I wonder if you have ever contemplated where phrases such as: ‘In the beginning’, ‘Times and seasons’, ‘Pride goes before a full’ , ‘Brothers keeper’, ‘Fly in the ointment’ or ‘Out of the mouths of babes’ originate from? You may be surprised to find out that it is the Kings James Bible.
This year is the 400th anniversary of the Kings James Bible and it is likely that no other version of the bible, however popular or imposed by the Church, has had anything like the same impact on our culture and specifically our language.
David Crystal in his book ‘Begat: The Kings James Bible and the English Language’ asks how the Kings James Bible published in 1611 has contributed to the English language. He asks how a work published in 1611 could have had such an influence on the language and looks closely at what that influence has been. And if at the start of the book you don’t believe this you will by the end – he examines words and phrases which have found an independent life such as; ‘In the beginning’, ‘Let there be light’, ‘Fly in the ointment’, ‘Out of the mouths of babes’ and many more which started their life in the Kings James Bible but now find themselves as part of our language.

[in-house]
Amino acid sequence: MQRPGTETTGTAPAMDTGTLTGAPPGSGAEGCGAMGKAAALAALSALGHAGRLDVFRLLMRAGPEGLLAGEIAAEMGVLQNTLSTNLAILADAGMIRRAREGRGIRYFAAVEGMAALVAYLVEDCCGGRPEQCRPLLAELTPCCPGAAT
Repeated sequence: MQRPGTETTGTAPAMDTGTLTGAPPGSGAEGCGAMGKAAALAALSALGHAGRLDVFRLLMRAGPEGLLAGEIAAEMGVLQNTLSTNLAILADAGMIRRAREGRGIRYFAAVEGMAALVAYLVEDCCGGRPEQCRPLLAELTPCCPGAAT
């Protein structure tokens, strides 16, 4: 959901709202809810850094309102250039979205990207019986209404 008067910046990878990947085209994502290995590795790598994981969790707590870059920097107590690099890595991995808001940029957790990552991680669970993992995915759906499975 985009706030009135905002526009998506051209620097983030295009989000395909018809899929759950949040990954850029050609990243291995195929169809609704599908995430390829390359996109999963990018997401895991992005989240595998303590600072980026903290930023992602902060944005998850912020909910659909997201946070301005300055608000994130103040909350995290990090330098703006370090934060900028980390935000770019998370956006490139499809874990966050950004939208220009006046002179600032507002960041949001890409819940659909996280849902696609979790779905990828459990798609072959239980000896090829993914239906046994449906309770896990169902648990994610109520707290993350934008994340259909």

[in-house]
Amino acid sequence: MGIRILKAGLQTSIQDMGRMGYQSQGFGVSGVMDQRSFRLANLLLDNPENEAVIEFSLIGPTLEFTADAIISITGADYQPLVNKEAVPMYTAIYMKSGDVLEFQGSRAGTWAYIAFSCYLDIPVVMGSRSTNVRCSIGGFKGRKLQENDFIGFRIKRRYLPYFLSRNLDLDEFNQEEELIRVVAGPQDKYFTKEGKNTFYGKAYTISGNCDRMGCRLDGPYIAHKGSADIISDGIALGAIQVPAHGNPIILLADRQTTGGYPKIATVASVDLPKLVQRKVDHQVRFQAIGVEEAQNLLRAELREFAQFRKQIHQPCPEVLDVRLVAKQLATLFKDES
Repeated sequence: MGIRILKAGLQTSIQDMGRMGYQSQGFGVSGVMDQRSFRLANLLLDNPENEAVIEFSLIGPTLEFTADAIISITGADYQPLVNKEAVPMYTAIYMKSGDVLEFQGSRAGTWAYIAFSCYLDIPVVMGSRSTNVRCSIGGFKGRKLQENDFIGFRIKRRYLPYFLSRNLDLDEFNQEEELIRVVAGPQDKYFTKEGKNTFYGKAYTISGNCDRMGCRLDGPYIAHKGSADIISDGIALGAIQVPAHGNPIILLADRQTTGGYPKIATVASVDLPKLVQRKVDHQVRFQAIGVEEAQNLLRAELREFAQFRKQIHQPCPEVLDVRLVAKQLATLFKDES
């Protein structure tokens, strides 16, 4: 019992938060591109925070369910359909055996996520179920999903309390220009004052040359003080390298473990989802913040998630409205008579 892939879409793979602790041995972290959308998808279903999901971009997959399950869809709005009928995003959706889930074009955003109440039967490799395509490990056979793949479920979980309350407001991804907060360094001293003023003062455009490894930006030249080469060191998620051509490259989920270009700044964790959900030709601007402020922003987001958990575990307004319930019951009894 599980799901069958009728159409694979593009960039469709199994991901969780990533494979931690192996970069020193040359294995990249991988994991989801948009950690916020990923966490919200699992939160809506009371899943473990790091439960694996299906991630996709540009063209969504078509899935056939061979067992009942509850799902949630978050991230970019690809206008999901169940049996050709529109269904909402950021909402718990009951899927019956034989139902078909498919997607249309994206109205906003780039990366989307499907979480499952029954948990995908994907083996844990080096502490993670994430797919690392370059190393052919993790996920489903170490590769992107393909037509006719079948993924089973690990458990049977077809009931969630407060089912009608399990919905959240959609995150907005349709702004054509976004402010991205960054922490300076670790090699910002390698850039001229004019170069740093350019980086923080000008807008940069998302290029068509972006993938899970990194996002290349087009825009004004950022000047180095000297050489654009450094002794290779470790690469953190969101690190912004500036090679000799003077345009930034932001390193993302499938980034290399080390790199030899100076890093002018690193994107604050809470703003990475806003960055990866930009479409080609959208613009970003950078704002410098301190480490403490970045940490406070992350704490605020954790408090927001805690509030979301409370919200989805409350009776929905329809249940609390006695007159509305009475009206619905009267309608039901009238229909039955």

Hannibal Hamlin in The Times Higher Education (9th December) suggests that
’ His task may be an appropriate one for a linguist and perhaps the brevity of the chapters is suited to the popular audience the publisher appears to be targeting. Yet it seems a somewhat superficial exercise. …. Moreover, studying the King James Bible’s influence beyond vocabulary to matters of style, grammar and syntax would be more difficult, but would present a fuller picture.’
We should not forget the influence that the Christian faith and the bible have had on our culture – even our secular culture.
Begat: The King James Bible & the English language
By David Crystal
Published by Oxford University Press 2010
ISBN 978-0-19-958585-4 £14.99